By Jean-François Blancheton
Tranlation Louise Thunin
His parents, Catholics, told Arthur, their son of six, that they were going to the protestant church in the afternoon to pray. His grandmother, originally a Protestant, had died of illness a few days earlier. Standing at the entrance to the church, dressed in black, I did my best to welcome people I didn’t know. Arthur walked up, looked at me and asked directly, « What’s a minister ? »
This question required an immediate and simple reply. I took the following risk : « A minister is someone who talks about God. » Once again at home, I asked myself, « Yes, indeed, what is a minister ? » Do you need to be a minister to talk about God ? Of course not ! So ? I come to think nonetheless that, considering the age of the child, it wasn’t the worst of answers. The Reformed Church, during my studies, several years ago already, had explained the role of a minister to me. But then, I had to answer Arthur in a few words. I gave up the employment profile and entered the realms of personal history, and I discovered that it would have been easier to answer Arthur if he had asked his question this way : « Who is a minister ? »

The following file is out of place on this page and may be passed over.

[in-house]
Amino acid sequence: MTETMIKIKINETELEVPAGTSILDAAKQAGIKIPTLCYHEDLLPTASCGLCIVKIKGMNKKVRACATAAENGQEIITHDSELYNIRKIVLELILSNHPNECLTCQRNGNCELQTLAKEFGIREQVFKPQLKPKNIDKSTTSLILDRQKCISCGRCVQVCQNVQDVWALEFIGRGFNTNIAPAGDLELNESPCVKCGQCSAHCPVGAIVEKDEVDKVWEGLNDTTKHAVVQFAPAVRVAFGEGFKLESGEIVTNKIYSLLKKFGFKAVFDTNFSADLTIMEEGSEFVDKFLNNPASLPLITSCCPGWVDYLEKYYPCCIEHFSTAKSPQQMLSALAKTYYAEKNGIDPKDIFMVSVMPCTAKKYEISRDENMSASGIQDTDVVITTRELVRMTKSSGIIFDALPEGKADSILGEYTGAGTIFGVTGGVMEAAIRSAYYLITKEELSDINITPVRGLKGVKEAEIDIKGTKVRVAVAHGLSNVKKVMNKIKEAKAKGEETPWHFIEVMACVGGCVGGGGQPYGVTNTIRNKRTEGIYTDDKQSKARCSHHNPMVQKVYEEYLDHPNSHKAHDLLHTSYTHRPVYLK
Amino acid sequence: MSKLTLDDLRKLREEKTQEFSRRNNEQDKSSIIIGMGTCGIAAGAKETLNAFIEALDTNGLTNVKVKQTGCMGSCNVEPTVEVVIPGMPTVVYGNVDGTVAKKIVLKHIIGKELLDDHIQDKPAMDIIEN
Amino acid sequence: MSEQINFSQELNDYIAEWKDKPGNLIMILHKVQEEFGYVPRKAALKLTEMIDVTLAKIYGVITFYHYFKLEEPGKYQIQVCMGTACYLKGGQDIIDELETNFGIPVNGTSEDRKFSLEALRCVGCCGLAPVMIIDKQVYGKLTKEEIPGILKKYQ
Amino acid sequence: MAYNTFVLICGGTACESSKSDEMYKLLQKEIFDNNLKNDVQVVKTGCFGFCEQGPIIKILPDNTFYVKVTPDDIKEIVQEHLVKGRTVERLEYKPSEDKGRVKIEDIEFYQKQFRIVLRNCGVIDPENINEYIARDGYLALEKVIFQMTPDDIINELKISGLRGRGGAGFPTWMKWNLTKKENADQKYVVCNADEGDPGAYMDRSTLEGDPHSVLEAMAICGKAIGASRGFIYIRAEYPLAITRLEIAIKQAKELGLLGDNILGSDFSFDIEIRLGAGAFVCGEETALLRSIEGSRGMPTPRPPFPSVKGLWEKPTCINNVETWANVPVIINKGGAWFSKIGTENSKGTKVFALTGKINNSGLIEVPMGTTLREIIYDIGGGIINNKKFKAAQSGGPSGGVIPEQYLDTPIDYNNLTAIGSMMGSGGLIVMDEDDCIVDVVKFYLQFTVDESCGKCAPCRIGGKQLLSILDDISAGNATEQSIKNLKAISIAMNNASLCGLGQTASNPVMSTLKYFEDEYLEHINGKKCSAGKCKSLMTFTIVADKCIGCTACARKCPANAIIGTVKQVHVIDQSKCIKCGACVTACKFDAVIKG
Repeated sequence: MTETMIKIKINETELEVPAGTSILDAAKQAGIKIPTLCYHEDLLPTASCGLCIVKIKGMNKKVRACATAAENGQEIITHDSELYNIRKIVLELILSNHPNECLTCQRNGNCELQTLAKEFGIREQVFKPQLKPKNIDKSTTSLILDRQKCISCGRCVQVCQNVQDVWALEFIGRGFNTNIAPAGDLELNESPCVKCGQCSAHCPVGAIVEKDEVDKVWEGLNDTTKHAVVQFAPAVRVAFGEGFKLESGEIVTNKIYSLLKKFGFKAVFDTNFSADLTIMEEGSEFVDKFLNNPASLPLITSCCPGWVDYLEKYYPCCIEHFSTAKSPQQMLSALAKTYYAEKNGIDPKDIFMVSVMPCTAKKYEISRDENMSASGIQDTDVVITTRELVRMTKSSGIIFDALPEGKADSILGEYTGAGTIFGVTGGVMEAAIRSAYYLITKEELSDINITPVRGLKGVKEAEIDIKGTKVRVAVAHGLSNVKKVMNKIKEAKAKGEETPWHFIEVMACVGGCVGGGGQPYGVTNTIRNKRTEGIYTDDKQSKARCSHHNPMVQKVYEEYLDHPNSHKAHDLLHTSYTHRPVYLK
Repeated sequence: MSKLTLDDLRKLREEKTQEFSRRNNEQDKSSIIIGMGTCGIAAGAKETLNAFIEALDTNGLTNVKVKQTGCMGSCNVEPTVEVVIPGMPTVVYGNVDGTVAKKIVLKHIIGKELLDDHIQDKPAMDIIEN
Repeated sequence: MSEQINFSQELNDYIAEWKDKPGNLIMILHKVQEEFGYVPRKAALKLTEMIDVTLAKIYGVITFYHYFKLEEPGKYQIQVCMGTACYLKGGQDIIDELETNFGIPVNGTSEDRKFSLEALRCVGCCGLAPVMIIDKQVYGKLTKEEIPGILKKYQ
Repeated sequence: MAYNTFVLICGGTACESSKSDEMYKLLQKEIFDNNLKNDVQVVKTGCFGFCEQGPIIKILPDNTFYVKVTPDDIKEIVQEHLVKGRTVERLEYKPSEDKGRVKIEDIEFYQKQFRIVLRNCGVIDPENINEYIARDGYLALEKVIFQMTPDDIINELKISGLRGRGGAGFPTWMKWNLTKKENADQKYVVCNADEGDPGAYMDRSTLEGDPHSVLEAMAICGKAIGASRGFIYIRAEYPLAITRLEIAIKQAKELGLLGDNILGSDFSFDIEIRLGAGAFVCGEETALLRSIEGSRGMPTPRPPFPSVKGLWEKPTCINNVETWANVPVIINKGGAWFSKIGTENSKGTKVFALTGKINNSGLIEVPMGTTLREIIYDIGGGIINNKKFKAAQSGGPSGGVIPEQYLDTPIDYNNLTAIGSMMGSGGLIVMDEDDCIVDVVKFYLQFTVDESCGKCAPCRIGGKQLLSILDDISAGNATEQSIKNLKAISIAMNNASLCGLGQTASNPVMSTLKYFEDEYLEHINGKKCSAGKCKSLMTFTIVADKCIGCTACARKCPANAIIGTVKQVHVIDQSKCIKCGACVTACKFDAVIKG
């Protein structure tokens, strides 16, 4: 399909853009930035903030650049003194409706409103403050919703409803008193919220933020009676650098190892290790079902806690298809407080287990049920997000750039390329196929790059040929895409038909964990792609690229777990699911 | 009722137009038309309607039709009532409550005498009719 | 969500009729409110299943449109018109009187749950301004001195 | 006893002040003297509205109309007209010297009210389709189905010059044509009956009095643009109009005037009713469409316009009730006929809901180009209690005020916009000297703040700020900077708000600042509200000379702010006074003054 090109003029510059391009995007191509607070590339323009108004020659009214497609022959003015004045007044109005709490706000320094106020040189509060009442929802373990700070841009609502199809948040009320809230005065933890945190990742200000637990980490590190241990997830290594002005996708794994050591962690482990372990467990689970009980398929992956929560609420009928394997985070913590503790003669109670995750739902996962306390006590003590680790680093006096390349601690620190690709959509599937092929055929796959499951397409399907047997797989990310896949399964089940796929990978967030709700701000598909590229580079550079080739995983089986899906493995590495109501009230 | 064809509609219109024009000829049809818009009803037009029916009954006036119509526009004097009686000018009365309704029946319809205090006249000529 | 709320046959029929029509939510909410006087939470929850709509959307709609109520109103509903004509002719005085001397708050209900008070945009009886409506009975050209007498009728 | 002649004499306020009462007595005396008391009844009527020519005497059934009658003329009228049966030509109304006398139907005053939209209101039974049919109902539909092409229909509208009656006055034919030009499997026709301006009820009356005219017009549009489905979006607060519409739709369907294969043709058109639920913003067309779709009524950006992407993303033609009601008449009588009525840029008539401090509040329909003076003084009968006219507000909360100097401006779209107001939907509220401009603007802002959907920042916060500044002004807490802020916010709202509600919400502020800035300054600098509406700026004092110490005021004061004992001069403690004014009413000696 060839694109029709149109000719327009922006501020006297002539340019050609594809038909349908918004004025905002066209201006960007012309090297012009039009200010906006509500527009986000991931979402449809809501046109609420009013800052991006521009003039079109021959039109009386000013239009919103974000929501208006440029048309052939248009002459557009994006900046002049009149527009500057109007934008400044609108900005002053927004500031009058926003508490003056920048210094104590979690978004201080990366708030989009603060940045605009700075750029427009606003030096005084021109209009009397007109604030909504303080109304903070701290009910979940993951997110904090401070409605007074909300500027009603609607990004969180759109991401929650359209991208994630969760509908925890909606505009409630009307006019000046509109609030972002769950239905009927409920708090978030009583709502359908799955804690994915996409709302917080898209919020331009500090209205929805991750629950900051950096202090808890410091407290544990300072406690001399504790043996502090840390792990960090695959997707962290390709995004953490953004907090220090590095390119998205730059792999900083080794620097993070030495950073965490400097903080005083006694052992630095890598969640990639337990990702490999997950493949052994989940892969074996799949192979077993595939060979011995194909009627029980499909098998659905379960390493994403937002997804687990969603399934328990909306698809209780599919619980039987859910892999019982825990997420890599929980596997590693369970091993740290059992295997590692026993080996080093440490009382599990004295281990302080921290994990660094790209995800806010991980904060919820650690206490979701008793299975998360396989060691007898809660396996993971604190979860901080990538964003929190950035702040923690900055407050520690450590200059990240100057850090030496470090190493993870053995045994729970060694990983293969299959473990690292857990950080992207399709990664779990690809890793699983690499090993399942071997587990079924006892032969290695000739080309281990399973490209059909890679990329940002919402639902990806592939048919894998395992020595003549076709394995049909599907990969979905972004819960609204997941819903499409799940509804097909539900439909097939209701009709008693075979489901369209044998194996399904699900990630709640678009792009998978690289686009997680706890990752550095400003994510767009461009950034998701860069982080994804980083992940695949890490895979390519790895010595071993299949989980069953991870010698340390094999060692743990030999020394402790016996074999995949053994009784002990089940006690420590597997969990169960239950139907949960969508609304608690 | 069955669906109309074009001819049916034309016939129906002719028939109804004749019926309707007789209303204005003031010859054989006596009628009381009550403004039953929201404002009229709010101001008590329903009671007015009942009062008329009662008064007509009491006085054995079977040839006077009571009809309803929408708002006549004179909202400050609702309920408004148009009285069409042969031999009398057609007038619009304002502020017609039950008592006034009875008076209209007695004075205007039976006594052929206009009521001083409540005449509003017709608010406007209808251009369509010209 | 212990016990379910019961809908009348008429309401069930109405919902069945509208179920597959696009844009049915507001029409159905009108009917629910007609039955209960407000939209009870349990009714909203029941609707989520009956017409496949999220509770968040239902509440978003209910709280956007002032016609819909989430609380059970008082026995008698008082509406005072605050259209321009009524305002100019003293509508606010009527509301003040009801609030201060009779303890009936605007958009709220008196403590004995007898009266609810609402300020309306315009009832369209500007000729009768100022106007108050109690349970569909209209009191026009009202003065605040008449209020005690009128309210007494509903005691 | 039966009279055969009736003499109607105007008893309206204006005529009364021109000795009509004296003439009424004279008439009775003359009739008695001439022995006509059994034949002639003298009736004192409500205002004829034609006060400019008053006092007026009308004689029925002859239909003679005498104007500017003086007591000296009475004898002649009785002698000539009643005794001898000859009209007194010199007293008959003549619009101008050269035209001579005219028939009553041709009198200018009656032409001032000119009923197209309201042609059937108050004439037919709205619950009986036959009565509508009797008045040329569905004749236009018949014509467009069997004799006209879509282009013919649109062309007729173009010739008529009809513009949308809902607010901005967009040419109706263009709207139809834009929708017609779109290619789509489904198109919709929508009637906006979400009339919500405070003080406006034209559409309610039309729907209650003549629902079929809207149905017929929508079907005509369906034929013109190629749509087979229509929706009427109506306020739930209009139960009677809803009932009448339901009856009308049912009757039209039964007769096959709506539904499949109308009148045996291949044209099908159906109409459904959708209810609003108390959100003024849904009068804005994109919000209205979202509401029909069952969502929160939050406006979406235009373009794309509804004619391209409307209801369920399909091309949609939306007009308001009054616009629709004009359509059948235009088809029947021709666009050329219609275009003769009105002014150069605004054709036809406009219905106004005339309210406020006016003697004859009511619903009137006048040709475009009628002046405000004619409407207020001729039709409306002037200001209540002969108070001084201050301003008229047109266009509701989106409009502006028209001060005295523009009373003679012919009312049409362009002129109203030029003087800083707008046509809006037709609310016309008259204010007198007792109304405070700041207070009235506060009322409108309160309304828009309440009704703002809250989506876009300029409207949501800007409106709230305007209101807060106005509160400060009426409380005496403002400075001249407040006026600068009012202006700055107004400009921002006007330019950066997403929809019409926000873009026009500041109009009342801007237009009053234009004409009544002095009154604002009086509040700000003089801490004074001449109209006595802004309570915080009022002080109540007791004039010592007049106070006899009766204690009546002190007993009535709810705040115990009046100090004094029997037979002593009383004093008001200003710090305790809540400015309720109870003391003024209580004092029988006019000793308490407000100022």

Yes, who is it ? It’s a man, a woman, it’s I, who, having been seduced by Christ and his Gospel, wanted to witness to the good fortune we have to know we are loved by the God he shows us. To be a witness, in personal words and actions, simple gestures. This minister that you see, Arthur, is that man who, having one day met a witness of the Good News, Pierre Valdo, decided to direct his life in the service of freedom; it’s indeed that man who, former Companion in the Emmaüs community, had the good fortune to hear God « speak » to him about the poor. That’s what I could have told you, Arthur, if we had had the time ! There is no prototype for a minister, only women and men who are ministers with their personal histories.
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